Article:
Inside: 8 important steps to take after yelling at your child to make things right again.
Youâve done it and youâre not proud of yourself. As much as you tried not to yell at your child, you did. And now you feel guilty.Â You feel upset with him for getting you to this point, and you feel upset with yourself for letting him.
Iâm feeling guilty for yelling at my child. What do I do?
Maybe you want to go and hide under your covers for the rest of the day, and maybe you want to turn back time and take back what you said to your son.Â Maybe you feel frustrated, or maybe itâs guilt you feel. Either way, this doesnât feel good, and you know that after you’ve yelled you have to make it right.
Before you do or say anything, remember this.Â You may have made a mistake, but youâre not a terrible mother.Â Your kids still love you.
So here are the steps to take to clear the air between you and your child and make everyone involved feel better.
1. Calm Down Â
Calm yourself before doing or saying anything.Â If you try talking to your child now, you both may get even more upset.Â If you can, go to your room for a few minutes and lock the door. Then breathe deeply and slowly. Â
If your child is very upset after youâve yelled, calm down together.Â Console him while youâre calming yourself.Â Hug him and stroke his back while you take a few deep breaths.Â Here are some tips on helping your child to calm down.
Consider taking a walk outside. Itâs a great remedy for feeling upset. The fresh air will do you both some good.
2. Reconnect with your child
After youâre both calm, offer to reconnect with your child.Â Ask him if you can talk.Â If heâs not ready, donât force it.Â Ask him to let you know when he is.Â Give him some time and check in with him after a short while.
âIâm sorryâ is one of the hardest phrases to say, especially to your children.Â But itâs crucial in raising our kids.Â Not only does it validate the childâs feelings by emphasizing that he is worthy of an apology, but it is also a great modeling practice.
Tell him that everyone makes mistakes, including mommy. If youâve given out unreasonable consequences in your anger, discuss them.Â Tell your child that what you said was unreasonable.Â Come up with another solution.
4. Talk about how you both feel
Ask him how he feels.Â Prompt him with questions. Donât interrupt as he talks and really listen to what he is saying.
Then, tell him how you feel.Â Calmly, tell your child what youâre feeling and why you got upset.Â Avoid saying, âIf you didnât do this, I wouldnât have yelledâ, âIf you listened, I wouldnât have gotten upsetâ. What youâre doing here is youâre justifying your negative behavior, and your apology loses its meaning and purpose. Â
When explaining how you feel, say âIâ instead of âyouâ.Â
Example:Â Instead of saying, âYou didnât put away your shoes like Iâve asked you to, but you threw them into the living room.â Try, âI donât like shoes flying across the room. I would like things to be put back where they belong.âÂ This shifts the sentence from blaming him for what was done to simply highlighting the problem and what the ideal outcome might have been.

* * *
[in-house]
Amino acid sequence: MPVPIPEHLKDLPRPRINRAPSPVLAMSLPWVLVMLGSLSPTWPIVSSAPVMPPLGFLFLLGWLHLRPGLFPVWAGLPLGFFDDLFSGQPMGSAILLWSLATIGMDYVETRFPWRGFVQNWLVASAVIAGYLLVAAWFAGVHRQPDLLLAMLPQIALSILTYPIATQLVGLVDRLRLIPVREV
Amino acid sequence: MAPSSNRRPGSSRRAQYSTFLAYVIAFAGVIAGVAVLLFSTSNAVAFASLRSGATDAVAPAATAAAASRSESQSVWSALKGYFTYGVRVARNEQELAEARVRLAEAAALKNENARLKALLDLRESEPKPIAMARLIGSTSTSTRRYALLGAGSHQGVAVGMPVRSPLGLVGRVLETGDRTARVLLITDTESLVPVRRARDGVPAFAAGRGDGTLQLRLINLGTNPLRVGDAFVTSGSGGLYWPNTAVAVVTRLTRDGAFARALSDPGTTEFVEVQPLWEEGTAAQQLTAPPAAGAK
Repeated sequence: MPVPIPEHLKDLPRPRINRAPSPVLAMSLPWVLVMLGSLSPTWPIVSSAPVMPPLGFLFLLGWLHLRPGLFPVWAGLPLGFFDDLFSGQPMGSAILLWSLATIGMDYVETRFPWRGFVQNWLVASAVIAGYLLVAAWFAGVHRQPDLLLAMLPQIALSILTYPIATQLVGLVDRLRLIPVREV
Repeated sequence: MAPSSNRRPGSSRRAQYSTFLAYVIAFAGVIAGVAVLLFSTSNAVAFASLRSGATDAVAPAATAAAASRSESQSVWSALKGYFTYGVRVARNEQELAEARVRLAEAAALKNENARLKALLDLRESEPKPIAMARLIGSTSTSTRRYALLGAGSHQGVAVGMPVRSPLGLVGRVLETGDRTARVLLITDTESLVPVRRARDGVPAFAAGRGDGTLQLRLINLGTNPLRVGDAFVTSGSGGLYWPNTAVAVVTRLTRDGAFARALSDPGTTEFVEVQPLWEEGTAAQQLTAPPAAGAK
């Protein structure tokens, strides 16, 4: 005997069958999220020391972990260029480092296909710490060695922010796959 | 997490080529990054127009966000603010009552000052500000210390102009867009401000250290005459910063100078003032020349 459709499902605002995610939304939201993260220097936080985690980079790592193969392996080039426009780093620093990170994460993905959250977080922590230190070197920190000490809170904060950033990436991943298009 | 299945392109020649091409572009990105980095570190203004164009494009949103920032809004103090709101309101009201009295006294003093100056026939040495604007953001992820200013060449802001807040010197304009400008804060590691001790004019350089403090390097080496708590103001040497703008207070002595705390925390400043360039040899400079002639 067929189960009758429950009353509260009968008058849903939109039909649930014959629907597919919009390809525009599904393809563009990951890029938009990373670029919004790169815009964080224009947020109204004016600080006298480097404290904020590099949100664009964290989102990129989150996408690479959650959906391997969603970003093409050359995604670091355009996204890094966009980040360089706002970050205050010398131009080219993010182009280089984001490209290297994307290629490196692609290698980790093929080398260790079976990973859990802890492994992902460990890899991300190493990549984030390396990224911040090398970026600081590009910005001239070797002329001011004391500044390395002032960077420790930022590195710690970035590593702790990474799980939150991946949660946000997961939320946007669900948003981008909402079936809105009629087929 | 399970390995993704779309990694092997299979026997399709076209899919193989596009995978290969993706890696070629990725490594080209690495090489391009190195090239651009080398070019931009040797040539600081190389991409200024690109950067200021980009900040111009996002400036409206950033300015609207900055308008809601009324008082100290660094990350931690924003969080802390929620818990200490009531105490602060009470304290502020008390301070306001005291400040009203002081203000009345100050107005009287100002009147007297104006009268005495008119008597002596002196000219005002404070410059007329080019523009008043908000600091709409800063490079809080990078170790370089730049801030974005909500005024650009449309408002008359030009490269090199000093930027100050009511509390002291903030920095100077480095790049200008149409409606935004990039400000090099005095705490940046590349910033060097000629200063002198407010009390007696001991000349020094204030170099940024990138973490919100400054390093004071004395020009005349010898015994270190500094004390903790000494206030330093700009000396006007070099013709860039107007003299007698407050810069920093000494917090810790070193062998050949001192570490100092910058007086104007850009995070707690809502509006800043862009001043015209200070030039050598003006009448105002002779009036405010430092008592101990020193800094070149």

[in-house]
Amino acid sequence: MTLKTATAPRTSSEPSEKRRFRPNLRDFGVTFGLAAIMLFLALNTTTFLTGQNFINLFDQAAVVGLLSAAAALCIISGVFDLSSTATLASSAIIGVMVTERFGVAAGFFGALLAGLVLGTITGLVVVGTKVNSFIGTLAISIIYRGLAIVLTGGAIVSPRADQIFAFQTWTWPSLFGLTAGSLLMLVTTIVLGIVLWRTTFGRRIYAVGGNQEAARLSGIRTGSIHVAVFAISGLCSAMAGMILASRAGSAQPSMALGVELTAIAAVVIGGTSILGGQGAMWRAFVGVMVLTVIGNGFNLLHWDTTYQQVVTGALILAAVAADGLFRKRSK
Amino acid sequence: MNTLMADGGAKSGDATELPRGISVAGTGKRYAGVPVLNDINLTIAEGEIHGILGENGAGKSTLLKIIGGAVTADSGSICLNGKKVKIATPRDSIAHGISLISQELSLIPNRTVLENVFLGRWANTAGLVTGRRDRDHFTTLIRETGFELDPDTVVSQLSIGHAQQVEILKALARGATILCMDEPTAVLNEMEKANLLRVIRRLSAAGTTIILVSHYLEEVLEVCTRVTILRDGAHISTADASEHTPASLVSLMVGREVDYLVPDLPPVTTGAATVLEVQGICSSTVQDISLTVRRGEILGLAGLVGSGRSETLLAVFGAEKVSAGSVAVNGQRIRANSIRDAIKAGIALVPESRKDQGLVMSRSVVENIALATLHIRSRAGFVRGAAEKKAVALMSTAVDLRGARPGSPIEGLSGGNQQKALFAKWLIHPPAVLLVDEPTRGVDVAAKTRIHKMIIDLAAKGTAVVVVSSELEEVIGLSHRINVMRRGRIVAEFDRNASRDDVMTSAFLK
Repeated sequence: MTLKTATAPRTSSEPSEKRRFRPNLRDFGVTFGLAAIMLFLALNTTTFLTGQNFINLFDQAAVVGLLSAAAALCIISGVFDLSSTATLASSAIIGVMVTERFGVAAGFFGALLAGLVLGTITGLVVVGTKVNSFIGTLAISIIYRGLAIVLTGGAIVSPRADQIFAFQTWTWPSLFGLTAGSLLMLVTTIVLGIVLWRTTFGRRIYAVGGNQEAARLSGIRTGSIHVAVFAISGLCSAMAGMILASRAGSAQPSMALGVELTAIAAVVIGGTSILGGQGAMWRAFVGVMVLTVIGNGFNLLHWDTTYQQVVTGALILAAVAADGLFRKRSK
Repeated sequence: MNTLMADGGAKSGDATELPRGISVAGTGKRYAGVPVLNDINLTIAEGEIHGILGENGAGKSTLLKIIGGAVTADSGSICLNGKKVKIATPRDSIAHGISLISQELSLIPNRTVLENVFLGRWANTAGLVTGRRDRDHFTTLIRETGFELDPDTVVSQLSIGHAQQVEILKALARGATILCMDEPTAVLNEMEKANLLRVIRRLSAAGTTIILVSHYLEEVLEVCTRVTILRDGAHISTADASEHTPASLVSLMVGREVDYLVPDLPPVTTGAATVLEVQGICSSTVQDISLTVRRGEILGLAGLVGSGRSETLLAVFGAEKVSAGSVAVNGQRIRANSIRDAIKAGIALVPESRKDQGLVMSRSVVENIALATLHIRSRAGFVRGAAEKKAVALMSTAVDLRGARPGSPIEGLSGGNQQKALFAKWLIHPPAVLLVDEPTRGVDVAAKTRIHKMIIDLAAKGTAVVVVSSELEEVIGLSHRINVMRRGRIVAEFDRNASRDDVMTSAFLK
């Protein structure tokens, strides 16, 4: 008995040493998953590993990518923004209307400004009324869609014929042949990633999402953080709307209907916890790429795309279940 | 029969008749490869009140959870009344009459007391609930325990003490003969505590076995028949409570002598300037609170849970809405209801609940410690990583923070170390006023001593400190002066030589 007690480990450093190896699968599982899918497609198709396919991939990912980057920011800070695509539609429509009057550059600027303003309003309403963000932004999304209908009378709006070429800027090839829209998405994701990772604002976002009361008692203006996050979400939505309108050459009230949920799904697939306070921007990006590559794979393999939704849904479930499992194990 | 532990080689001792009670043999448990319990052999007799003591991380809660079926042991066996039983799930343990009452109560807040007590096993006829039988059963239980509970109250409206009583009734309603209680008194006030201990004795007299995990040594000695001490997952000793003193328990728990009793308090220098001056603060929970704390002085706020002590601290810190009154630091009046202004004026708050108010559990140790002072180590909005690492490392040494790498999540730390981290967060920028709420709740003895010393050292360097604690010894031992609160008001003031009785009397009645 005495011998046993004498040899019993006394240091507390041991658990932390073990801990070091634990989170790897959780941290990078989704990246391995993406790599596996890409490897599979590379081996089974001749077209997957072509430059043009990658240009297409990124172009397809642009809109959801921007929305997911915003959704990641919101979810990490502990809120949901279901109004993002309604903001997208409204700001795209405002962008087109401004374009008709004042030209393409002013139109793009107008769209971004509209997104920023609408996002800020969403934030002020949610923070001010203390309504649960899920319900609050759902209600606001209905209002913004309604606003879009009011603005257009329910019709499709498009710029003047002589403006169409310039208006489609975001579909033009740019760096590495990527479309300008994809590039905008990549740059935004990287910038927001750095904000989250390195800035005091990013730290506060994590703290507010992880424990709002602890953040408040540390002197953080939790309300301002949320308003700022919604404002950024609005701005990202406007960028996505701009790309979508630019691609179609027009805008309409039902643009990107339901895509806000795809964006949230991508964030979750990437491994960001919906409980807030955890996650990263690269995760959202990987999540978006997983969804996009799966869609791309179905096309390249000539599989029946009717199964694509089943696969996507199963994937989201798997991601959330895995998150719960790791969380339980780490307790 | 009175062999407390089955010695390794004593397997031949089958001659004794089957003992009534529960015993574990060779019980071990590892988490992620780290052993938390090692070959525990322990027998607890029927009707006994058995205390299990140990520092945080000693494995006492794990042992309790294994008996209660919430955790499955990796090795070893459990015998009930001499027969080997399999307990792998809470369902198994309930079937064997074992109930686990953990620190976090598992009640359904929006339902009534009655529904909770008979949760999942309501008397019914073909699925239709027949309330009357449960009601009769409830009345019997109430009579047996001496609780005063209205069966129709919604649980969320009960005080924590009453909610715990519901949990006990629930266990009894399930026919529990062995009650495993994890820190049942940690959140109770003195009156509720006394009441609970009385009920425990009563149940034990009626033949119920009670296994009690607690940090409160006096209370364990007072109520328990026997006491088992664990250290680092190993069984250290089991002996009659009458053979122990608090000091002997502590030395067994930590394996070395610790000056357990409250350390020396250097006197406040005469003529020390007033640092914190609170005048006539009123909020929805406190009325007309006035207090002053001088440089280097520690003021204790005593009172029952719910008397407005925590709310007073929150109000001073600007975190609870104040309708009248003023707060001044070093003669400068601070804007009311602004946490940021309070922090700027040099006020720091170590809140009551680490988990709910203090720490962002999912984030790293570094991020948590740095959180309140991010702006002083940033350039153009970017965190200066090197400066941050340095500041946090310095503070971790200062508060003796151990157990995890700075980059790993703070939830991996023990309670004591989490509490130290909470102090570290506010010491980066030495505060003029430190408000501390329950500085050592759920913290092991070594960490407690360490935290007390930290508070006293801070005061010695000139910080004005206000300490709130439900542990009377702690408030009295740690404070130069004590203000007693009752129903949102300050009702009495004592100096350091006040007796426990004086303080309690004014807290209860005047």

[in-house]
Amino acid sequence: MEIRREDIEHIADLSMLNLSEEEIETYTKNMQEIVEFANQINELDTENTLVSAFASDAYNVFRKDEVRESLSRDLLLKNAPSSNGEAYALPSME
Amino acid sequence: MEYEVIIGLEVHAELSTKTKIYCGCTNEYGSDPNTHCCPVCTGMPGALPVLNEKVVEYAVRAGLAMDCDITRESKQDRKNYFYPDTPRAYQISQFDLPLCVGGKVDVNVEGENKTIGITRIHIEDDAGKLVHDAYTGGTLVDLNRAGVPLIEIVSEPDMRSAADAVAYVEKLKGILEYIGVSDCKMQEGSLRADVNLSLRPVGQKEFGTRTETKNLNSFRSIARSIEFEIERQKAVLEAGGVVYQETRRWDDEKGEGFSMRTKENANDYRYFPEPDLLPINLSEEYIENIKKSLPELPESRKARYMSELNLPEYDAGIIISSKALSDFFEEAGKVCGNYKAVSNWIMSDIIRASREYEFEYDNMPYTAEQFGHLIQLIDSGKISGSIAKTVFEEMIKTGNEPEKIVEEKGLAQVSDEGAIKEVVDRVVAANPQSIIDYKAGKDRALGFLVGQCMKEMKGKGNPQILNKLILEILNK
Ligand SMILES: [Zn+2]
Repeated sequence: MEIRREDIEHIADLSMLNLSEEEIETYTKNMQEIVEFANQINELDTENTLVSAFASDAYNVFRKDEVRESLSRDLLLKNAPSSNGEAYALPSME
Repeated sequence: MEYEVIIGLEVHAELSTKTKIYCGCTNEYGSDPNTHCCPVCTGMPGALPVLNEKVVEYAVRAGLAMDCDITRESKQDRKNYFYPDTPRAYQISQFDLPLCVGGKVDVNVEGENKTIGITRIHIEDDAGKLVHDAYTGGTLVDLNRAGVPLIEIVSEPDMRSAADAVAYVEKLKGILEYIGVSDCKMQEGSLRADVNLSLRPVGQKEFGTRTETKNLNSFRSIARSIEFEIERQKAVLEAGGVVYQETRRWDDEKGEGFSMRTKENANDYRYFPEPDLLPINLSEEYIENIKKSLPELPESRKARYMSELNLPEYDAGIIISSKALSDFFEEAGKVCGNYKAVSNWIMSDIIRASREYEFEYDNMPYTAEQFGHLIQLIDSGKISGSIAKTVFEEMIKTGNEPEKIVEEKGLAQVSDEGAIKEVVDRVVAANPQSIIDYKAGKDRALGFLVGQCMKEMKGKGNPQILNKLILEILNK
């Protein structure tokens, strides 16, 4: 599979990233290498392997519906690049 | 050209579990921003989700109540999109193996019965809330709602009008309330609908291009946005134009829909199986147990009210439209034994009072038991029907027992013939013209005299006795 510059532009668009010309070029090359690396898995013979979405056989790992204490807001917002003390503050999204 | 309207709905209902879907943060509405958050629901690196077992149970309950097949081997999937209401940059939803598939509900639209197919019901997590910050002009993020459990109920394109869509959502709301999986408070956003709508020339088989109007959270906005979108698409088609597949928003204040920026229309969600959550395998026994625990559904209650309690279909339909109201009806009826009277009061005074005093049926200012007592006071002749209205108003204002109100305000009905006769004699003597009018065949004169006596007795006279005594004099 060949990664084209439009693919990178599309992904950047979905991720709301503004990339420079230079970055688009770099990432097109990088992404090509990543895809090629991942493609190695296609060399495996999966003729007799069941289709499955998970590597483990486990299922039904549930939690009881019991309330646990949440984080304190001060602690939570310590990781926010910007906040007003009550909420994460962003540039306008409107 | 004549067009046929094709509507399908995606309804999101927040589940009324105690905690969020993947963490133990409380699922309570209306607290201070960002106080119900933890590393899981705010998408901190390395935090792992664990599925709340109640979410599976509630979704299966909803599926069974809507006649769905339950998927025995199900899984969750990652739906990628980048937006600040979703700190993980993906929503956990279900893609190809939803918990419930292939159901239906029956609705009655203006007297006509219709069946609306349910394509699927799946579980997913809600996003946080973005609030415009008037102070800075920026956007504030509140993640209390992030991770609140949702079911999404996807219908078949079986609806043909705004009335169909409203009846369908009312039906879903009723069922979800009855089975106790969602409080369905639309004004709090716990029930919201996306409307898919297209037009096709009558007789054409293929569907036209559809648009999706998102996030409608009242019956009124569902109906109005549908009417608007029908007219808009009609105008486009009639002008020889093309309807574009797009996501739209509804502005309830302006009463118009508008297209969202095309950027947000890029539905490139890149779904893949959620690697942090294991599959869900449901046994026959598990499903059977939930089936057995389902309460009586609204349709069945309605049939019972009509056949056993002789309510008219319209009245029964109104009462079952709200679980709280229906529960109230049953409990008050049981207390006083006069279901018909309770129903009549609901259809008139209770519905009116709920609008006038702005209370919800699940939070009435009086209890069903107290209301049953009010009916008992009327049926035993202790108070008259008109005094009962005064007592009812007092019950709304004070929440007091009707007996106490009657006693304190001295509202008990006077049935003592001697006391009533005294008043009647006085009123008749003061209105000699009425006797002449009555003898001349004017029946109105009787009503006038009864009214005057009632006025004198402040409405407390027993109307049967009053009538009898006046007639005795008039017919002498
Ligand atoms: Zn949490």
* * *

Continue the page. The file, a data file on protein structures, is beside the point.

5. Problem-solve together
Ask, âNext time something like this happens, what can we do to avoid us both getting upset?âÂ Listen to his suggestions, and give a few of your own.Â
Example: Over the course of your conversation with your son youâve discovered that he didnât want to put his shoes on the shelf because he was in the middle of playing with his brother.Â He threw them across the room because mom kept interrupting their play by asking him to put up his shoes, so he got upset.Â Youâve both come up with possible solutions to shoes being in the wrong place:
- Mom puts them away herself. (childâs suggestion)
- Child puts them up as soon as he takes them off. (momâs suggestion)
- Child doesnât use shoes outside so he doesnât have to put them up. (childâs suggestion)
- Mom leaves a sticky note reminder on the door to help child remember to put up his shoes. (momâs suggestion)
- Child uses a drone to pick up his shoes and move them to their place. (childâs suggestion)
Now that you have a list of suggestions, pick one that works for both of you, and keep it in mind for next time.
6. Offer to start over
âLetâs have a do-overâ Is a phrase my kids thrive on.Â They usually accept my peace offering and we try again.
7.Â Minimize the chances of you yelling in the future
No mom likes the feeling of helplessness when your kids simply donât listen or do what youâve asked.Â Here are a few other resources to help you prevent frustration.
8. Forgive yourself
Just like you offered your child to start over, offer the same to yourself. Â Guilt doesnât build anyone up.Â Forgive yourself and try again.
It might be very tempting to skip a few steps outlined here.Â After all, if both you and your child are calm and everything seems back to normal, you can just let it go, right?Â Not really. You can let it go, but only after talking about what happened, apologizing, and discussing what you can do about it.Â Both you and your child need closure and a plan of action for next time.
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